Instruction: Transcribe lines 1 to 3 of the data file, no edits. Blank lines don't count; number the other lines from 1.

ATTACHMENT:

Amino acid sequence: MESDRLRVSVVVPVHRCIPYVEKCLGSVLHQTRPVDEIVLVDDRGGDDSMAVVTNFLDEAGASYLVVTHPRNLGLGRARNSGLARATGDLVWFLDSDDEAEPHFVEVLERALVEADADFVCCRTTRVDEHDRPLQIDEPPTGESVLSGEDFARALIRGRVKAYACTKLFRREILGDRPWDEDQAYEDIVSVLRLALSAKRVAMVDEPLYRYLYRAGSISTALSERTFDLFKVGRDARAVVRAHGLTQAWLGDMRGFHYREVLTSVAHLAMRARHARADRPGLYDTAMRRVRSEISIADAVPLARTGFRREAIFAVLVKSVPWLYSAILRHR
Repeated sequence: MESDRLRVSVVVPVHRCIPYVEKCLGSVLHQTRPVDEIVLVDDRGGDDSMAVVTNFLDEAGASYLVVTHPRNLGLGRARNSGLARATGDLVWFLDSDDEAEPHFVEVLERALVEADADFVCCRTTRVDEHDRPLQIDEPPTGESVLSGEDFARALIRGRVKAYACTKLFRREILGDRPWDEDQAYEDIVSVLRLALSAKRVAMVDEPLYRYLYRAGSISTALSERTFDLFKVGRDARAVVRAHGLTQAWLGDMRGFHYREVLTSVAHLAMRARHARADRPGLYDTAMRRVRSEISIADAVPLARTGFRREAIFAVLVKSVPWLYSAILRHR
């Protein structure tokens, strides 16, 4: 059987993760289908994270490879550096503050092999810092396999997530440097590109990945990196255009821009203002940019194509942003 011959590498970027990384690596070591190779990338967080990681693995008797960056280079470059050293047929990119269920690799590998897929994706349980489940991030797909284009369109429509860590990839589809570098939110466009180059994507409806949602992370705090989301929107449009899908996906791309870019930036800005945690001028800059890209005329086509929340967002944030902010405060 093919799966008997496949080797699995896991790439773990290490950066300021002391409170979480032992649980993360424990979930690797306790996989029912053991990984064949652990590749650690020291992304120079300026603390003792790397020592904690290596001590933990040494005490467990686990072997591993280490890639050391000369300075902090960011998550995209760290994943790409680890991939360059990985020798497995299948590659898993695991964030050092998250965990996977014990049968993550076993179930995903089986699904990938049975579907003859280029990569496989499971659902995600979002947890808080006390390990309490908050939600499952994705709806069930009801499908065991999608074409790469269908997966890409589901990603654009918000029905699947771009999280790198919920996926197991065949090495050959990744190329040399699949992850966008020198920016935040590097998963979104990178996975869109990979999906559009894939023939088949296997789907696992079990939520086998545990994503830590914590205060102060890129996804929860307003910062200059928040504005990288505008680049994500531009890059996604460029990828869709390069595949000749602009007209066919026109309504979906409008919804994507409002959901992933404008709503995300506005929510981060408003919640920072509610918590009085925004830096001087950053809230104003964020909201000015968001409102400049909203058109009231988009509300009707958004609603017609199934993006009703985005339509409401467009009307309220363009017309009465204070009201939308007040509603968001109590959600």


Amino acid sequence: MESDRLRVSVVVPVHRCIPYVEKCLGSVLHQTRPVDEIVLVDDRGGDDSMAVVTNFLDEAGASYLVVTHPRNLGLGRARNSGLARATGDLVWFLDSDDEAEPHFVEVLERALVEADADFVCCRTTRVDEHDRPLQIDEPPTGESVLSGEDFARALIRGRVKAYACTKLFRREILGDRPWDEDQAYEDIVSVLRLALSAKRVAMVDEPLYRYLYRAGSISTALSERTFDLFKVGRDARAVVRAHGLTQAWLGDMRGFHYREVLTSVAHLAMRARHARADRPGLYDTAMRRVRSEISIADAVPLARTGFRREAIFAVLVKSVPWLYSAILRHR
Repeated sequence: MESDRLRVSVVVPVHRCIPYVEKCLGSVLHQTRPVDEIVLVDDRGGDDSMAVVTNFLDEAGASYLVVTHPRNLGLGRARNSGLARATGDLVWFLDSDDEAEPHFVEVLERALVEADADFVCCRTTRVDEHDRPLQIDEPPTGESVLSGEDFARALIRGRVKAYACTKLFRREILGDRPWDEDQAYEDIVSVLRLALSAKRVAMVDEPLYRYLYRAGSISTALSERTFDLFKVGRDARAVVRAHGLTQAWLGDMRGFHYREVLTSVAHLAMRARHARADRPGLYDTAMRRVRSEISIADAVPLARTGFRREAIFAVLVKSVPWLYSAILRHR
């Protein structure tokens, strides 16, 4: 059987993760289908994270490879550096503050092999810092396999997530440097590109990945990196255009821009203002940019194509942003 011959590498970027990384690596070591190779990338967080990681693995008797960056280079470059050293047929990119269920690799590998897929994706349980489940991030797909284009369109429509860590990839589809570098939110466009180059994507409806949602992370705090989301929107449009899908996906791309870019930036800005945690001028800059890209005329086509929340967002944030902010405060 093919799966008997496949080797699995896991790439773990290490950066300021002391409170979480032992649980993360424990979930690797306790996989029912053991990984064949652990590749650690020291992304120079300026603390003792790397020592904690290596001590933990040494005490467990686990072997591993280490890639050391000369300075902090960011998550995209760290994943790409680890991939360059990985020798497995299948590659898993695991964030050092998250965990996977014990049968993550076993179930995903089986699904990938049975579907003859280029990569496989499971659902995600979002947890808080006390390990309490908050939600499952994705709806069930009801499908065991999608074409790469269908997966890409589901990603654009918000029905699947771009999280790198919920996926197991065949090495050959990744190329040399699949992850966008020198920016935040590097998963979104990178996975869109990979999906559009894939023939088949296997789907696992079990939520086998545990994503830590914590205060102060890129996804929860307003910062200059928040504005990288505008680049994500531009890059996604460029990828869709390069595949000749602009007209066919026109309504979906409008919804994507409002959901992933404008709503995300506005929510981060408003919640920072509610918590009085925004830096001087950053809230104003964020909201000015968001409102400049909203058109009231988009509300009707958004609603017609199934993006009703985005339509409401467009009307309220363009017309009465204070009201939308007040509603968001109590959600």